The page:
Saturday, October 27, 2012

Capital murder jury spectators at legal tournament

Lead prosecutor Michael Jarrett and veteran defense counsel Russ Hunt, Sr.
Lawyer fights for client's life

"These death sentences are cruel and unusual in the same way that being struck by lightning is cruel and unusual...” Mr. Justice Potter Stewart, U.S. Supreme Court

Waco – A very special audience of 6 men and 7 women are witnessing an exclusive tournament of legal jousting in a local district courtroom.
Though executions of convicted capital murderers have become routine in Texas, ordinary items in the routine of unremarkable news days, this is the first time in 8 years a McLennan County jury has heard a capital murder case.
The key elements of conservative legal thinking on the death penalty are on full display for the 12 jurors and one alternate at the capital murder trial of one of four accused gangster gunmen who allegedly shot down two rivals in a surprise attack to avenge the shooting death of an associate nearly one year earlier.
The opposing counsel carry out their strategy with similar methods of surprise.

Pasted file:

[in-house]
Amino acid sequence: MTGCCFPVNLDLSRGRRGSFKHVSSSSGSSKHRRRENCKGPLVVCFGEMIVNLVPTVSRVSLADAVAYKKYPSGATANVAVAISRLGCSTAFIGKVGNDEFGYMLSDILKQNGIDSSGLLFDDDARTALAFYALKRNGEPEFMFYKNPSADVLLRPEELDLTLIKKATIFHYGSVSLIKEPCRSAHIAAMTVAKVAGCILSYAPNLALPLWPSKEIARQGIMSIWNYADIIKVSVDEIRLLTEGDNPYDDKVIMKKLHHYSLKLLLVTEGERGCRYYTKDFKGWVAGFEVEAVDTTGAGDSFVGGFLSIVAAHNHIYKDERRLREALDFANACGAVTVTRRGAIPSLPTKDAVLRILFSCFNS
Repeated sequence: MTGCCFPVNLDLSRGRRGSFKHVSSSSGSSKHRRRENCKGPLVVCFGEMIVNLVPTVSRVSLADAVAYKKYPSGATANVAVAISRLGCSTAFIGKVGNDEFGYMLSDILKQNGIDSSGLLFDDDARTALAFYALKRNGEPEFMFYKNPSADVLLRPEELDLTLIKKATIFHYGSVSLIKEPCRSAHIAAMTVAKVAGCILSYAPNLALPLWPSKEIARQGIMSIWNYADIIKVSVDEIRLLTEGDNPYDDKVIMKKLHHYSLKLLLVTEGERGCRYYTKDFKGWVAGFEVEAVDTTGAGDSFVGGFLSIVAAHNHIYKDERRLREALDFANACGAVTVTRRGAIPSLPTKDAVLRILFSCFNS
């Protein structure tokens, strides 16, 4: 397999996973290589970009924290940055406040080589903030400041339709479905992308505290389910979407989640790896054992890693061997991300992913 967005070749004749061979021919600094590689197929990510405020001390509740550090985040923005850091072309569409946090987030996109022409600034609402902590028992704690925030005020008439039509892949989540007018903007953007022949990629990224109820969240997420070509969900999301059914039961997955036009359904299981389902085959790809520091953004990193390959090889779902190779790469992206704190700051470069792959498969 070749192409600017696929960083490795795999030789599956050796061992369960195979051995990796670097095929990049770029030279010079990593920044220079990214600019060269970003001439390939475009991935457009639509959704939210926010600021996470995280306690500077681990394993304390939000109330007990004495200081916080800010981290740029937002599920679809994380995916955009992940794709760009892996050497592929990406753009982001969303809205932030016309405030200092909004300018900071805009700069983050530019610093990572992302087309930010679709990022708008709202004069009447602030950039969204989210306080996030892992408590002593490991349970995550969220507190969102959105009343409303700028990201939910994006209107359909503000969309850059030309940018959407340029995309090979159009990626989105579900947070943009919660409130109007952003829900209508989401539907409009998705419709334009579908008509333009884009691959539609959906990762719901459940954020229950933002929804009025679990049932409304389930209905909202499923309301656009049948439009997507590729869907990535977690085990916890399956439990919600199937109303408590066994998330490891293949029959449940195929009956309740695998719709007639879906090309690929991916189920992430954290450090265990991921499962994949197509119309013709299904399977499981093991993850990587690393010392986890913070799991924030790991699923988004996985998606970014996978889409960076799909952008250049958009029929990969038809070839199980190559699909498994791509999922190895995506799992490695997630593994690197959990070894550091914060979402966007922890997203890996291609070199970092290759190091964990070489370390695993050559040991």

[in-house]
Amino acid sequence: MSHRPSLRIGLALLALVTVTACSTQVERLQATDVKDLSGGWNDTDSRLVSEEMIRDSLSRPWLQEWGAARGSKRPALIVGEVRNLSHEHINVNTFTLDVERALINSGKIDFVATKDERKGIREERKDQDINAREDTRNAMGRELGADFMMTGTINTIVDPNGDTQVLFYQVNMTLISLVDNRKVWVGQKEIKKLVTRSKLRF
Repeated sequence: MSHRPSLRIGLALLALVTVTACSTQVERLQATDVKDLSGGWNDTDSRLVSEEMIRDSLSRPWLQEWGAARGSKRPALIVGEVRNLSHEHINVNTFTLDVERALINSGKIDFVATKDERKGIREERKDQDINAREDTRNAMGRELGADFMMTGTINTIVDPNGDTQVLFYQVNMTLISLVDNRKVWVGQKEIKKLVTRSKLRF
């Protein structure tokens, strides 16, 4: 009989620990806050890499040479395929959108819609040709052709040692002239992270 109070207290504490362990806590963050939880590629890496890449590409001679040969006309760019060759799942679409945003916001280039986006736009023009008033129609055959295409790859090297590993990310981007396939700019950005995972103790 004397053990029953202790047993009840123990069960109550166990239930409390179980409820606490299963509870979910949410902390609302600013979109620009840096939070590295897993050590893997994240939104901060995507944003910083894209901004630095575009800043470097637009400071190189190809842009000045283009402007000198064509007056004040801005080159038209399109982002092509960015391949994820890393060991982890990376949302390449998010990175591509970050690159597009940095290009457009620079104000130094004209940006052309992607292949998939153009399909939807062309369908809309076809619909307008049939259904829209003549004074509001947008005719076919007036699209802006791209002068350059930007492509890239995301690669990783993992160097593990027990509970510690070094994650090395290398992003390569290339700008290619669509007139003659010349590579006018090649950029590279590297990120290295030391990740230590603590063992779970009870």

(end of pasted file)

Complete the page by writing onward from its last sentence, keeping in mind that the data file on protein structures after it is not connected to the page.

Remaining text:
For instance, prosecutors suddenly and unexpectedly rested their case early in the day Friday.
The trial will resume Tuesday after 19th Criminal District Court Judge Ralph T. Strother, who said he was just as surprised as the defense team, gave the attorneys some time to prepare their case.
Walter Reaves, co-counsel for the defense, said the move was totally unexpected and caught the defense team of three seasoned attorneys completely by surprise. Mr. Reaves is involved in other cases with the Innocence Project run by New York attorney Barry Scheck, which often clears men falsely accused and convicted of crimes they did not actually commit, by using DNA analysis.
Lead defense attorney Russ Hunt, Sr., is a member of the State Bar College of defense counselors who promulgate the continuing education program for lawyers who defend criminal defendants.